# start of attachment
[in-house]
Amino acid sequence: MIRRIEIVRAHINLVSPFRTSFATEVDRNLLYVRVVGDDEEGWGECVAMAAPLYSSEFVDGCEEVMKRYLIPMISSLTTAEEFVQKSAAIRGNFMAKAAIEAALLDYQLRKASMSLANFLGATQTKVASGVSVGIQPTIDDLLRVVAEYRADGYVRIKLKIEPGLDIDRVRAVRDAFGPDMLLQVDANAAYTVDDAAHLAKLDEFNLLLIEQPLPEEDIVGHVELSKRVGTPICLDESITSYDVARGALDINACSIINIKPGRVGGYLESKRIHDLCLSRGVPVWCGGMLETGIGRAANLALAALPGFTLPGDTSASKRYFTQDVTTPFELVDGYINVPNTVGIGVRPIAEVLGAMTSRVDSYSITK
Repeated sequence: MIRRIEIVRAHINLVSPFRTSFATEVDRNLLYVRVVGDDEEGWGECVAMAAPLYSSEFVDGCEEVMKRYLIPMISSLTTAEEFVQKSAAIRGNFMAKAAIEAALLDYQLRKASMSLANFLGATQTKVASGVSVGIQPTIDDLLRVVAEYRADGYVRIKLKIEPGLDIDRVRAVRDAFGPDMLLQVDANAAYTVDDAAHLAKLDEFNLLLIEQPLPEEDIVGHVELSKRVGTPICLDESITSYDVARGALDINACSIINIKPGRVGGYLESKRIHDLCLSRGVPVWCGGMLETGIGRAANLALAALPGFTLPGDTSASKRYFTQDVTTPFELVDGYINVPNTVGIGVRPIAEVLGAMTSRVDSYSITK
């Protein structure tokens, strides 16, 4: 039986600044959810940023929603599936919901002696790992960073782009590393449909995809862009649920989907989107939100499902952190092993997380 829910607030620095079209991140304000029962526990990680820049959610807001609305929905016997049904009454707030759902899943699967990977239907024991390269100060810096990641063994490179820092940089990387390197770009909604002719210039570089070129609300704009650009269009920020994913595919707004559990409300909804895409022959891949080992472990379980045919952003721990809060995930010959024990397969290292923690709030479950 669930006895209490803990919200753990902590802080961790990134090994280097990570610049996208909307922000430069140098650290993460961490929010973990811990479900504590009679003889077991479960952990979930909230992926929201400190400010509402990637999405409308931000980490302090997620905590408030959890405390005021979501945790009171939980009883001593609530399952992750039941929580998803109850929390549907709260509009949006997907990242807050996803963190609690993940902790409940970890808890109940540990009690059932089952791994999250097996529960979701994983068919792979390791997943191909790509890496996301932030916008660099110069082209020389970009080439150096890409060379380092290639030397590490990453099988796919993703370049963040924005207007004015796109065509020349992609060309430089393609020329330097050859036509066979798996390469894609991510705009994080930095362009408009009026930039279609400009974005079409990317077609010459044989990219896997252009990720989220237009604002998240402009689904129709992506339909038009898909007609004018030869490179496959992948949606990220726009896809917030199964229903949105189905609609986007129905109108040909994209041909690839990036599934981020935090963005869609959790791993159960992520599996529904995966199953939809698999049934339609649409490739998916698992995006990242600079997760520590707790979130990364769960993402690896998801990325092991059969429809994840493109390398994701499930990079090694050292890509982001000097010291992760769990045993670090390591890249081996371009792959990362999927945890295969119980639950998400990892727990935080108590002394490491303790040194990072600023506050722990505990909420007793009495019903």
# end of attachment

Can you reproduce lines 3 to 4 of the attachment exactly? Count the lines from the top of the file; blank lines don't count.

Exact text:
Repeated sequence: MIRRIEIVRAHINLVSPFRTSFATEVDRNLLYVRVVGDDEEGWGECVAMAAPLYSSEFVDGCEEVMKRYLIPMISSLTTAEEFVQKSAAIRGNFMAKAAIEAALLDYQLRKASMSLANFLGATQTKVASGVSVGIQPTIDDLLRVVAEYRADGYVRIKLKIEPGLDIDRVRAVRDAFGPDMLLQVDANAAYTVDDAAHLAKLDEFNLLLIEQPLPEEDIVGHVELSKRVGTPICLDESITSYDVARGALDINACSIINIKPGRVGGYLESKRIHDLCLSRGVPVWCGGMLETGIGRAANLALAALPGFTLPGDTSASKRYFTQDVTTPFELVDGYINVPNTVGIGVRPIAEVLGAMTSRVDSYSITK
């Protein structure tokens, strides 16, 4: 039986600044959810940023929603599936919901002696790992960073782009590393449909995809862009649920989907989107939100499902952190092993997380 829910607030620095079209991140304000029962526990990680820049959610807001609305929905016997049904009454707030759902899943699967990977239907024991390269100060810096990641063994490179820092940089990387390197770009909604002719210039570089070129609300704009650009269009920020994913595919707004559990409300909804895409022959891949080992472990379980045919952003721990809060995930010959024990397969290292923690709030479950 669930006895209490803990919200753990902590802080961790990134090994280097990570610049996208909307922000430069140098650290993460961490929010973990811990479900504590009679003889077991479960952990979930909230992926929201400190400010509402990637999405409308931000980490302090997620905590408030959890405390005021979501945790009171939980009883001593609530399952992750039941929580998803109850929390549907709260509009949006997907990242807050996803963190609690993940902790409940970890808890109940540990009690059932089952791994999250097996529960979701994983068919792979390791997943191909790509890496996301932030916008660099110069082209020389970009080439150096890409060379380092290639030397590490990453099988796919993703370049963040924005207007004015796109065509020349992609060309430089393609020329330097050859036509066979798996390469894609991510705009994080930095362009408009009026930039279609400009974005079409990317077609010459044989990219896997252009990720989220237009604002998240402009689904129709992506339909038009898909007609004018030869490179496959992948949606990220726009896809917030199964229903949105189905609609986007129905109108040909994209041909690839990036599934981020935090963005869609959790791993159960992520599996529904995966199953939809698999049934339609649409490739998916698992995006990242600079997760520590707790979130990364769960993402690896998801990325092991059969429809994840493109390398994701499930990079090694050292890509982001000097010291992760769990045993670090390591890249081996371009792959990362999927945890295969119980639950998400990892727990935080108590002394490491303790040194990072600023506050722990505990909420007793009495019903």